Buffalo Tours' Managing Director Matt Masson

Buffalo Tours’ Managing Director Matt Masson has called Asia home for 13 years, living and working in various destinations throughout the region. We sat down with him to discuss how living and travelling in Asia has changed him and how those changes manifest in those who travel here.

How long have you been living in Asia and what first bought you here?

I have been living in Asia for 13 years now. This has been mainly in Vietnam and now Singapore for the last 18 months. I started out as a tour leader running small group tours in Vietnam, Cambodia, Laos and Thailand on a short term contract and then never looked back.

What is it that you love about Asia even after all these years?

It may sound clichéd but the people are what makes it special. The doors to people’s homes are normally open in most parts of SE Asia, and you are still welcomed with genuine hospitality.

Is there anything that still surprises you about living here?

Yes, there are so many weird and wonderful things to discover; from water buffaloes being carried on the back of motorcycles in Vietnam, to the extreme politeness of Japanese people, and the bizarre foods eaten in parts of China.

If you are not being surprised in Asia, you need to get a bit further off the beaten track

How do you think living in Asia has changed you?

Moving from Australia, a large and relatively underpopulated continent, to Asia, which is teeming with people, was a big shock. It took me a whole year to adjust to life in Vietnam where there are 90 million people and almost as many motorbikes.

I had to be patient in my early years as I didn’t know the system, so until I spoke some Vietnamese and basic phrases in other languages, it took much longer to get things done. I would like to think that my time in Asia has made me more resourceful. It has also helped me to be more open-minded when meeting people and not to judge them at face value.

Do you think you have a different view of Asia than when you first arrived?

Yes, over the last 13 years it has slowly evolved. I didn’t have much knowledge of Asia while growing up in Sydney in the 1980’s and 90’s, apart from what I had read in history or travel books.It was not as multi-cultural as it is today, so I had limited exposure to Asian people & the world was not as connected as it is today with social media.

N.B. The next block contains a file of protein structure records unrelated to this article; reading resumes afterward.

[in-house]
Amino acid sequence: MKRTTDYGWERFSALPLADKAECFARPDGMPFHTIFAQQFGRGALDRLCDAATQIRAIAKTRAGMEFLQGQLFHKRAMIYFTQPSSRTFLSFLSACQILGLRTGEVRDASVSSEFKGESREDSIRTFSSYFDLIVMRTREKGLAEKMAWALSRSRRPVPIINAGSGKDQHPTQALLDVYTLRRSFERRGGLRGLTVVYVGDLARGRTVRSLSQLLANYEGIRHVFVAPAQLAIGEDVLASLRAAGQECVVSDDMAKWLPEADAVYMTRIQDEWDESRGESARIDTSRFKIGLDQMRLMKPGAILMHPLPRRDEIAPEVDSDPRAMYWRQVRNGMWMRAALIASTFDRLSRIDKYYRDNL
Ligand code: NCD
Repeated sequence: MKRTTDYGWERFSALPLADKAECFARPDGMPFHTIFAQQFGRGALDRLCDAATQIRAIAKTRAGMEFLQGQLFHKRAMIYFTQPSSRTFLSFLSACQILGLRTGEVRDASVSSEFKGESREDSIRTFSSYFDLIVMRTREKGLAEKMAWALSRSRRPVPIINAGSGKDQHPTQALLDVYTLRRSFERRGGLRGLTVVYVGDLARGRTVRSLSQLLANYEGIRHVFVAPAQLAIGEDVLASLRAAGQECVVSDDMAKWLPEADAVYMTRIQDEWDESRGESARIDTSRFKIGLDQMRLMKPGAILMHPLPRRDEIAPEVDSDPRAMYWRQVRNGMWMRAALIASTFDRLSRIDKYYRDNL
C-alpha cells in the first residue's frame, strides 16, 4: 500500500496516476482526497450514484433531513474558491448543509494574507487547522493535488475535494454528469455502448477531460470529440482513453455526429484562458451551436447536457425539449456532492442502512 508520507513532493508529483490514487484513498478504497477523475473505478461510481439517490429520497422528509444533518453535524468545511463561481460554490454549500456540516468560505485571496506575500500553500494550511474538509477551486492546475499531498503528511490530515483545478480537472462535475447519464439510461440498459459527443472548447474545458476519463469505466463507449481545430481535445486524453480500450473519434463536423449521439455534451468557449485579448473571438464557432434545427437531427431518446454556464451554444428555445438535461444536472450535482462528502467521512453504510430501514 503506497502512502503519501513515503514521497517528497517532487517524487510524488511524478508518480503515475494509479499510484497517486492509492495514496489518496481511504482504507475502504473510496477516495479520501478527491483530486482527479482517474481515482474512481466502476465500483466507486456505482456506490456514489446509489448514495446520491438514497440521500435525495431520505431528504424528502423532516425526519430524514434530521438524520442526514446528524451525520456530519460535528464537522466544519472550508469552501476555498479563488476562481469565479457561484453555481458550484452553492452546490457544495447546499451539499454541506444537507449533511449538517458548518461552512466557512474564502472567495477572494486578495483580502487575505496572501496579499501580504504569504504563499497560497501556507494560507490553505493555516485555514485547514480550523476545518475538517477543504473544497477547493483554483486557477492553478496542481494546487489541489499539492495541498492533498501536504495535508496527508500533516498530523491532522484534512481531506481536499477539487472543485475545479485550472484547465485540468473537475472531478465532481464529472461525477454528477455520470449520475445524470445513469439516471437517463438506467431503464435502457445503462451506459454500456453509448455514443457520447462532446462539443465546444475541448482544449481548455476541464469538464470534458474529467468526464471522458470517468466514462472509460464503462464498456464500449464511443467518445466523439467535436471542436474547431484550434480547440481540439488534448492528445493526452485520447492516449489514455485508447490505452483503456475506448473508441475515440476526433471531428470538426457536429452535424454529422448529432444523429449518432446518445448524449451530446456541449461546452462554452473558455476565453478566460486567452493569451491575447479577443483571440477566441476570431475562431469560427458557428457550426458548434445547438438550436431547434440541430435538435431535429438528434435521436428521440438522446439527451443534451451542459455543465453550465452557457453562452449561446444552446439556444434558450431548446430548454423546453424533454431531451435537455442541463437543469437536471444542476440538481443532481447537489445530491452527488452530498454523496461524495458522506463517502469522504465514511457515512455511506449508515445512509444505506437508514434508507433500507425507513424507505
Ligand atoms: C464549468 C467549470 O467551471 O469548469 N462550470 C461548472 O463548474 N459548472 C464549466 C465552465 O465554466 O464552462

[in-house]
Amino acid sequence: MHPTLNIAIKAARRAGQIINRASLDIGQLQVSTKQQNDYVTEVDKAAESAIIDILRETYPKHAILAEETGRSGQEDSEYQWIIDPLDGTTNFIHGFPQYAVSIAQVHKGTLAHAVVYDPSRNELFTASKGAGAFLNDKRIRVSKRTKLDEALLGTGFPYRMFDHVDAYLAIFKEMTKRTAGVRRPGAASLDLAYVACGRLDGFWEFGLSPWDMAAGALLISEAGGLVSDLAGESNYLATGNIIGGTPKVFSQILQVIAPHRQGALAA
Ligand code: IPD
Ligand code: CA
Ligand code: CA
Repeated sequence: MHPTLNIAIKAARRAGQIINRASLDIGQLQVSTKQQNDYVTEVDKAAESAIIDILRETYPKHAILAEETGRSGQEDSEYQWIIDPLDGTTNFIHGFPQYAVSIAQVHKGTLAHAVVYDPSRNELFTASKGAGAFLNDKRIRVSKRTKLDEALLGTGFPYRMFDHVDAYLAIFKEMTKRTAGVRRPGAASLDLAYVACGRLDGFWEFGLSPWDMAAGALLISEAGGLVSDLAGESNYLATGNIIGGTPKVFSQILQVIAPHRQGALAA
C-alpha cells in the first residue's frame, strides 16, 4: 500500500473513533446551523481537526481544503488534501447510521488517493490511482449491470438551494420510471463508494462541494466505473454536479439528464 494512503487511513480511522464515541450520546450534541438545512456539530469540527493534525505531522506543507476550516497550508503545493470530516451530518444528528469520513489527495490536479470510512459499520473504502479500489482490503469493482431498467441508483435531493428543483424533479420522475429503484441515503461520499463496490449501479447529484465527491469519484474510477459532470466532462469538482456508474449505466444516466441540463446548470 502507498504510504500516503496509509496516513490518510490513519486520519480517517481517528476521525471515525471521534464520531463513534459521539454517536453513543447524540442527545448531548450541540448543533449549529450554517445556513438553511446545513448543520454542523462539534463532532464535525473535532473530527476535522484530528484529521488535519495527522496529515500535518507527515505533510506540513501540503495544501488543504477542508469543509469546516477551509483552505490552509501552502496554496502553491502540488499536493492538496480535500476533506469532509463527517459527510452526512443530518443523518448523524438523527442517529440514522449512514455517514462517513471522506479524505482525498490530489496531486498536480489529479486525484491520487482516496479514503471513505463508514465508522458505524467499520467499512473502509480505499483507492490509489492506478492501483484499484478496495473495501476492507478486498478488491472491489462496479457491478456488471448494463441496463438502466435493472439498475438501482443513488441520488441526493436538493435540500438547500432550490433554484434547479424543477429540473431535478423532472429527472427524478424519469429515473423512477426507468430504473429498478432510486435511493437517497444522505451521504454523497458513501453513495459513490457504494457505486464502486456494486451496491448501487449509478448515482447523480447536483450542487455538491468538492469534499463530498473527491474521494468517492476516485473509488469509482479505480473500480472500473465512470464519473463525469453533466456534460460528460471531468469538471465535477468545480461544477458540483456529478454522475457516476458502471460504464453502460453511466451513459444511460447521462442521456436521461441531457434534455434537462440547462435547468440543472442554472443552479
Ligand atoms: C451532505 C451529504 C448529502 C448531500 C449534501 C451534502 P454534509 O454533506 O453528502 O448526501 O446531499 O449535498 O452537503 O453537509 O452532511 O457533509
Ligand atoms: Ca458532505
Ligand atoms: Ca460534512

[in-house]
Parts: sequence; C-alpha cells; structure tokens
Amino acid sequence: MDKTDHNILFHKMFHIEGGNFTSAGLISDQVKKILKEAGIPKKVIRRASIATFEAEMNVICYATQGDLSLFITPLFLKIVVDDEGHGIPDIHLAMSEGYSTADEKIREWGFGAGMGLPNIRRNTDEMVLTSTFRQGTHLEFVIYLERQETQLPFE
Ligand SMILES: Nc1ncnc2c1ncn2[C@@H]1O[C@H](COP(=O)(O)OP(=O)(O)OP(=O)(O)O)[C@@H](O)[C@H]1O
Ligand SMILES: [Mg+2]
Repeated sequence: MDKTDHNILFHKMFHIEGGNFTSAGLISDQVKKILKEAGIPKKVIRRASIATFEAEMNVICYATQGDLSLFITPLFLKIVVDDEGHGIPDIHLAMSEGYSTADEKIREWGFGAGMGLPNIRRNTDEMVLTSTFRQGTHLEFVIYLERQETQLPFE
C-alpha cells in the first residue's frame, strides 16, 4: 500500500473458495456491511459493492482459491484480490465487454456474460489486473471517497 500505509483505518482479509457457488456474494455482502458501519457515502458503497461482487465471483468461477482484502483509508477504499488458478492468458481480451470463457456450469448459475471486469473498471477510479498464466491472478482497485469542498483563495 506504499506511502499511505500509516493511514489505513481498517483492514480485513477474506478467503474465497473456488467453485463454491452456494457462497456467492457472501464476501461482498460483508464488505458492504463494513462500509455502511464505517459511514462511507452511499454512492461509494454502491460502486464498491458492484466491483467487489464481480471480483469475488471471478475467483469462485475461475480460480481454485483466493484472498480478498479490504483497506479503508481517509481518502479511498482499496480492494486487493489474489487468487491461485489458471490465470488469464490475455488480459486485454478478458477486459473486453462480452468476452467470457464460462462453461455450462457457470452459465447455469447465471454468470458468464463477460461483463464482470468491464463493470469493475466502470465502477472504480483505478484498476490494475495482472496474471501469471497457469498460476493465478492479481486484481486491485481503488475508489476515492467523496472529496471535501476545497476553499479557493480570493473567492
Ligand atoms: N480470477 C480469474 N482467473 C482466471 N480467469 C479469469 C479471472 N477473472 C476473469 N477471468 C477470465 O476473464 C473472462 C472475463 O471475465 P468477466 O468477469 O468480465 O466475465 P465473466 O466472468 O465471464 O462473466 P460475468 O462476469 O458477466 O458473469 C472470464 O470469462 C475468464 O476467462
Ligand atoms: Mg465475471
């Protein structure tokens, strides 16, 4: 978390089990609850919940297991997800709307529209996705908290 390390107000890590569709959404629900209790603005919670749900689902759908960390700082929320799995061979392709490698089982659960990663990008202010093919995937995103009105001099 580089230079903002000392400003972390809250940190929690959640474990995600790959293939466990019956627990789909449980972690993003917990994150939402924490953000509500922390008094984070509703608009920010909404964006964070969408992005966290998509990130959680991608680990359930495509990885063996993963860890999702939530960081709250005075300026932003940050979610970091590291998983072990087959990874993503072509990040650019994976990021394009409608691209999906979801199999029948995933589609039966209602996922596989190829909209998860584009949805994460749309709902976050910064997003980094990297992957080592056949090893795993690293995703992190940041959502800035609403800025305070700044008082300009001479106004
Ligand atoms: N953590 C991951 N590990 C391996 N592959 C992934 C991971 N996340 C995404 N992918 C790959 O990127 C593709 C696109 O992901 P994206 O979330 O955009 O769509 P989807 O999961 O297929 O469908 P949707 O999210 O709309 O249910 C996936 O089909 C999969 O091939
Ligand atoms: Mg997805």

Ever since travelling around Asia, I have been in awe of its incredible diversity. If you consider the range of nationalities, and then the sub-ethnicities and regional differences from China down to Indonesia, and from India across to The Philippines, from an anthropological perspective it blows you away. I don’t think any other part of the world offers such a spectrum, and from that mix of many people living together, values such as family focus, compassion and tolerance are borne.

Have you picked up any habits from living in Asia?

I used to be a night owl but am now an early bird, as first thing in the morning is one of the best times to be out and about. Also, an appreciation for Asian cuisine is a habit that has me well and truly hooked. From Japanese ramen, to Thai curries and Vietnamese fresh spring rolls, I would find it impossible to live without these dishes in my life.

When we say ‘change travel change lives’ what comes to mind?

This phrase embodies two main elements. Firstly, the opportunities the travel industry provides to the communities we are in, both in terms of people who work in it and also those who it then support indirectly. Secondly, the travelers themselves who often find Asia such a life changing experience and an assault on the senses.

How do you think Asia changes travellers who are here for only a short time?

It depends on the country they visit and how much time they have. People often whet their appetite on a shorter stay, perhaps a business trip, and then come back for a longer, leisure visit once they know which country or region they wish to delve deeper into.

What is it about Asia specifically that has the power to bring about change through travel?

I think it comes down to the people in Asia generally being so hospitable and curious to meet and engage with travelers. You cannot help but let your guard down and open up to new experiences and new ways of thinking.

Do you have your own story of travel in Asia changing you? Share it with us in the comments below, or on Facebook and Instagram using the hashtag #ChangeTravelChangeLives.

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